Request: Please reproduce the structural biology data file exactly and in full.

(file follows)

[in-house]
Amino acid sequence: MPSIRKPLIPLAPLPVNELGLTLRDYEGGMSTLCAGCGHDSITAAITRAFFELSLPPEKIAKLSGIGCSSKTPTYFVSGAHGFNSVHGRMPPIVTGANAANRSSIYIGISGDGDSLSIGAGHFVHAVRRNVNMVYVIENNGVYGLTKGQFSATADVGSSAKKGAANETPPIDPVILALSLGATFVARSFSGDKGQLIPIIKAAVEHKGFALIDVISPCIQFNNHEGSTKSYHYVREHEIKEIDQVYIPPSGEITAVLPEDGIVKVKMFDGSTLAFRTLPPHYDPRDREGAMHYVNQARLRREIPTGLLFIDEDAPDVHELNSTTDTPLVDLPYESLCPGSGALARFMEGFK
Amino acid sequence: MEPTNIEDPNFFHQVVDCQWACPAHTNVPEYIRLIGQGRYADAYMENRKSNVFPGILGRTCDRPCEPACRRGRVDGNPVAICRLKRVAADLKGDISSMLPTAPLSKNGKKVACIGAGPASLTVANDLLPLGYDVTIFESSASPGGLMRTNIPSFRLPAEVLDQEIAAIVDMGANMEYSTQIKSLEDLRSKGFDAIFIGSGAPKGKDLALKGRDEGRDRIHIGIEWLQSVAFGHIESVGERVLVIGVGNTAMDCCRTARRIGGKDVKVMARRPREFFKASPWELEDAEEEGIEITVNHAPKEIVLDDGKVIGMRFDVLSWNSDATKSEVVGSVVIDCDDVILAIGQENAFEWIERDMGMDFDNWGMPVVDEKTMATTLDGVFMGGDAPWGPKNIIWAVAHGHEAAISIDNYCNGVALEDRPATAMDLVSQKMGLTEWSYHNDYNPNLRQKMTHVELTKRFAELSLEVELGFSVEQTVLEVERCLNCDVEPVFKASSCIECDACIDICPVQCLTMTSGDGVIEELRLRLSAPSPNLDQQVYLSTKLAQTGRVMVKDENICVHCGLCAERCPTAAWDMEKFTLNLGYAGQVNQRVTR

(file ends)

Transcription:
[in-house]
Amino acid sequence: MPSIRKPLIPLAPLPVNELGLTLRDYEGGMSTLCAGCGHDSITAAITRAFFELSLPPEKIAKLSGIGCSSKTPTYFVSGAHGFNSVHGRMPPIVTGANAANRSSIYIGISGDGDSLSIGAGHFVHAVRRNVNMVYVIENNGVYGLTKGQFSATADVGSSAKKGAANETPPIDPVILALSLGATFVARSFSGDKGQLIPIIKAAVEHKGFALIDVISPCIQFNNHEGSTKSYHYVREHEIKEIDQVYIPPSGEITAVLPEDGIVKVKMFDGSTLAFRTLPPHYDPRDREGAMHYVNQARLRREIPTGLLFIDEDAPDVHELNSTTDTPLVDLPYESLCPGSGALARFMEGFK
Amino acid sequence: MEPTNIEDPNFFHQVVDCQWACPAHTNVPEYIRLIGQGRYADAYMENRKSNVFPGILGRTCDRPCEPACRRGRVDGNPVAICRLKRVAADLKGDISSMLPTAPLSKNGKKVACIGAGPASLTVANDLLPLGYDVTIFESSASPGGLMRTNIPSFRLPAEVLDQEIAAIVDMGANMEYSTQIKSLEDLRSKGFDAIFIGSGAPKGKDLALKGRDEGRDRIHIGIEWLQSVAFGHIESVGERVLVIGVGNTAMDCCRTARRIGGKDVKVMARRPREFFKASPWELEDAEEEGIEITVNHAPKEIVLDDGKVIGMRFDVLSWNSDATKSEVVGSVVIDCDDVILAIGQENAFEWIERDMGMDFDNWGMPVVDEKTMATTLDGVFMGGDAPWGPKNIIWAVAHGHEAAISIDNYCNGVALEDRPATAMDLVSQKMGLTEWSYHNDYNPNLRQKMTHVELTKRFAELSLEVELGFSVEQTVLEVERCLNCDVEPVFKASSCIECDACIDICPVQCLTMTSGDGVIEELRLRLSAPSPNLDQQVYLSTKLAQTGRVMVKDENICVHCGLCAERCPTAAWDMEKFTLNLGYAGQVNQRVTR